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What the Justin Bieber water bottle incident can teach you about health and safety event planning

by , 08 November 2013
All it took to end Justin Bieber's Rio de Janeiro concert was a water bottle, hurled by a concert-goer. The bottle may not have caused him any harm (besides his bruised ego!), but it could have caused injury to the singer, his band, or any other fans in the crowd. If you host an event of any sort, be it a concert for thousands of fans, or a small office braai in the parking lot, event safety should be your first priority. And it all starts, with an event emergency plan.

An event emergency plan is essential for the successful execution of any event. This pre-event planning could mean the difference between a disaster and a successful event.
Here's some useful advice from the Health and Safety Advisor, for developing your own plan.
How to create your event emergency plan in 6 steps
Step #1: Start with your baseline risk assessment
When you host an event at a venue you're familiar with, you'll have a baseline risk assessment on record. A baseline risk assessment gives you all the information you need to get started with your emergency plan.
Step #2: Conduct an event-specific risk assessment
Your event-specific risk assessment must include everything that could go wrong. Plan for all possible incidents and list which emergency response is required for each incident.  Your risk assessment should also include possible injuries to all employees and visitors.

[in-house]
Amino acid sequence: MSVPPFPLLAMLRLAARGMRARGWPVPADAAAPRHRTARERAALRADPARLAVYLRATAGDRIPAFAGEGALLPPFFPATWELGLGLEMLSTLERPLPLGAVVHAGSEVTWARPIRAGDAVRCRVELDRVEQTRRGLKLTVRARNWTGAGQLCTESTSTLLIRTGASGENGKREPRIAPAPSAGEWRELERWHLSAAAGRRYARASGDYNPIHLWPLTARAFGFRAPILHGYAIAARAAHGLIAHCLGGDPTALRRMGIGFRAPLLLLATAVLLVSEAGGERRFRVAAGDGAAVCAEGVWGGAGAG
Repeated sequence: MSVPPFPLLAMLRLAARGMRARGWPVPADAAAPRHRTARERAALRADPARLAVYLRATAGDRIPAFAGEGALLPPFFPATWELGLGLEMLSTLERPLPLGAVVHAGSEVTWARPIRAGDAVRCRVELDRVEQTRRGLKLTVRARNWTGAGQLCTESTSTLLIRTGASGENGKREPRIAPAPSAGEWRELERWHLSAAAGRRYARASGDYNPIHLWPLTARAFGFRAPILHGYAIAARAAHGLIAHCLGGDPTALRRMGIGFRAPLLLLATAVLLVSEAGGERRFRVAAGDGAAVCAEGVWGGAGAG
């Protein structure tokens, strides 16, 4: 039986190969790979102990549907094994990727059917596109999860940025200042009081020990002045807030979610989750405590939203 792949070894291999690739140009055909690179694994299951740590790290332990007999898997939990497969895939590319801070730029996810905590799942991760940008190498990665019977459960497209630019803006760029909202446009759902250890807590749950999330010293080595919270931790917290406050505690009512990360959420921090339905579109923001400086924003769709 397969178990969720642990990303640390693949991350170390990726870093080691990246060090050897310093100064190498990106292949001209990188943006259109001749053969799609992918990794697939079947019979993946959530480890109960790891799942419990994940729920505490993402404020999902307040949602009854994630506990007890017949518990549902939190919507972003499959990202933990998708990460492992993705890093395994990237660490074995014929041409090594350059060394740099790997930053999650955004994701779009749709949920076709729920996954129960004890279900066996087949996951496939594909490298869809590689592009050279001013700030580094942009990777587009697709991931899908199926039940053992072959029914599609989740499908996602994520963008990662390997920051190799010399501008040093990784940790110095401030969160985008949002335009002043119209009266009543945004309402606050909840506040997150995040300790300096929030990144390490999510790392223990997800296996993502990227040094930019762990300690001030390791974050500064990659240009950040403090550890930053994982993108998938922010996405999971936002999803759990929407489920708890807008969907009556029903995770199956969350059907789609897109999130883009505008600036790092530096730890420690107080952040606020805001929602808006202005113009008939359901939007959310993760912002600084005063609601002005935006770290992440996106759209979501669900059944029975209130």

Step #3: Compile a complete attendance list of all your employees, contractors, etc., on site
You need this attendance sheet to do a roll call at the emergency assembly points.
Step #4: Create your responsibility list
On your responsibility list, include:
• Who is responsible;
• What they're responsible for;
• Which area they're responsible for;
• When they're responsible; and
• Everyone's contact numbers.
Step #5: List all communication methods that'll be used during the event
Emergency workers must be able to talk to each other in real-time, in the case of an emergency.
You must do two things to make sure you're in total control of communication:
1.       Look at your chain of command.
2.       List all the communication methods that'll be used.
Step #6: Clearly mark which parts of your emergency plan need to be implemented when
You're responsible for the people who're gathering together. It's vital your risk assessment is detailed. Everything must be reflected in your emergency plan.
Your event emergency plan should 'speak' to your risk assessment and vice versa. The questions your plan must answer are: 'What can happen?' and, if it happens, 'What are we going to do?'
Before you finish planning your office Christmas party, get an event emergency plan together to really avoid disasters...

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